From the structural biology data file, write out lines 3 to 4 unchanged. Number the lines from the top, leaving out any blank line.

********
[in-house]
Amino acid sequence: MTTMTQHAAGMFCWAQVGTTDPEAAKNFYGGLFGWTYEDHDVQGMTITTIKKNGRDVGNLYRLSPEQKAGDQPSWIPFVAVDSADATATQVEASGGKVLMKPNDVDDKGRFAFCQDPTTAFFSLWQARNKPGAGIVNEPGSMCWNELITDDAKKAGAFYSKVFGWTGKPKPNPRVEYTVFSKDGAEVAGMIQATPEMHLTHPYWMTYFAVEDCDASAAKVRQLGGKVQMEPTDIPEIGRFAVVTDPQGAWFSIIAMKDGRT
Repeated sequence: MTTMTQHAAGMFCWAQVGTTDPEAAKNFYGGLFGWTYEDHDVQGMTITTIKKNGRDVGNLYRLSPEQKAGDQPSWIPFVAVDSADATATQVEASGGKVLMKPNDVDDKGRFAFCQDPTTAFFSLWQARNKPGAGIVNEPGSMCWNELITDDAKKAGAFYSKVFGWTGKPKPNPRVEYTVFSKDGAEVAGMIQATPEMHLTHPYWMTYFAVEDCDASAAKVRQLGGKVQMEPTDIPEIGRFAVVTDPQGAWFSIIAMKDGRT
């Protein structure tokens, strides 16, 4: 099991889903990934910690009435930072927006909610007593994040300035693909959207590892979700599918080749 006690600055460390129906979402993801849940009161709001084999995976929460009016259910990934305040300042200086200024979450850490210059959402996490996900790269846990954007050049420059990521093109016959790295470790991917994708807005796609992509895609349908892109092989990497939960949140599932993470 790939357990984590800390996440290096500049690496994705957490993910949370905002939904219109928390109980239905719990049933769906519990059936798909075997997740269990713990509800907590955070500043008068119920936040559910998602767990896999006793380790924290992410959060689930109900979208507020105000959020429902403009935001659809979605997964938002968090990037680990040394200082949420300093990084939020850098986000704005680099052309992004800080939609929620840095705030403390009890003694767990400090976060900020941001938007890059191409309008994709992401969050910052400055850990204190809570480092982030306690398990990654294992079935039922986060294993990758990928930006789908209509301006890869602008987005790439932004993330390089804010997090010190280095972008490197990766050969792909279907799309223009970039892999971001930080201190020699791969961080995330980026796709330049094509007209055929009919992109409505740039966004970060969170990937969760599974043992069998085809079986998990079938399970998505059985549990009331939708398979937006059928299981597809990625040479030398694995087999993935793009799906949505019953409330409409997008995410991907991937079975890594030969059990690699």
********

Repeated sequence: MTTMTQHAAGMFCWAQVGTTDPEAAKNFYGGLFGWTYEDHDVQGMTITTIKKNGRDVGNLYRLSPEQKAGDQPSWIPFVAVDSADATATQVEASGGKVLMKPNDVDDKGRFAFCQDPTTAFFSLWQARNKPGAGIVNEPGSMCWNELITDDAKKAGAFYSKVFGWTGKPKPNPRVEYTVFSKDGAEVAGMIQATPEMHLTHPYWMTYFAVEDCDASAAKVRQLGGKVQMEPTDIPEIGRFAVVTDPQGAWFSIIAMKDGRT
């Protein structure tokens, strides 16, 4: 099991889903990934910690009435930072927006909610007593994040300035693909959207590892979700599918080749 006690600055460390129906979402993801849940009161709001084999995976929460009016259910990934305040300042200086200024979450850490210059959402996490996900790269846990954007050049420059990521093109016959790295470790991917994708807005796609992509895609349908892109092989990497939960949140599932993470 790939357990984590800390996440290096500049690496994705957490993910949370905002939904219109928390109980239905719990049933769906519990059936798909075997997740269990713990509800907590955070500043008068119920936040559910998602767990896999006793380790924290992410959060689930109900979208507020105000959020429902403009935001659809979605997964938002968090990037680990040394200082949420300093990084939020850098986000704005680099052309992004800080939609929620840095705030403390009890003694767990400090976060900020941001938007890059191409309008994709992401969050910052400055850990204190809570480092982030306690398990990654294992079935039922986060294993990758990928930006789908209509301006890869602008987005790439932004993330390089804010997090010190280095972008490197990766050969792909279907799309223009970039892999971001930080201190020699791969961080995330980026796709330049094509007209055929009919992109409505740039966004970060969170990937969760599974043992069998085809079986998990079938399970998505059985549990009331939708398979937006059928299981597809990625040479030398694995087999993935793009799906949505019953409330409409997008995410991907991937079975890594030969059990690699």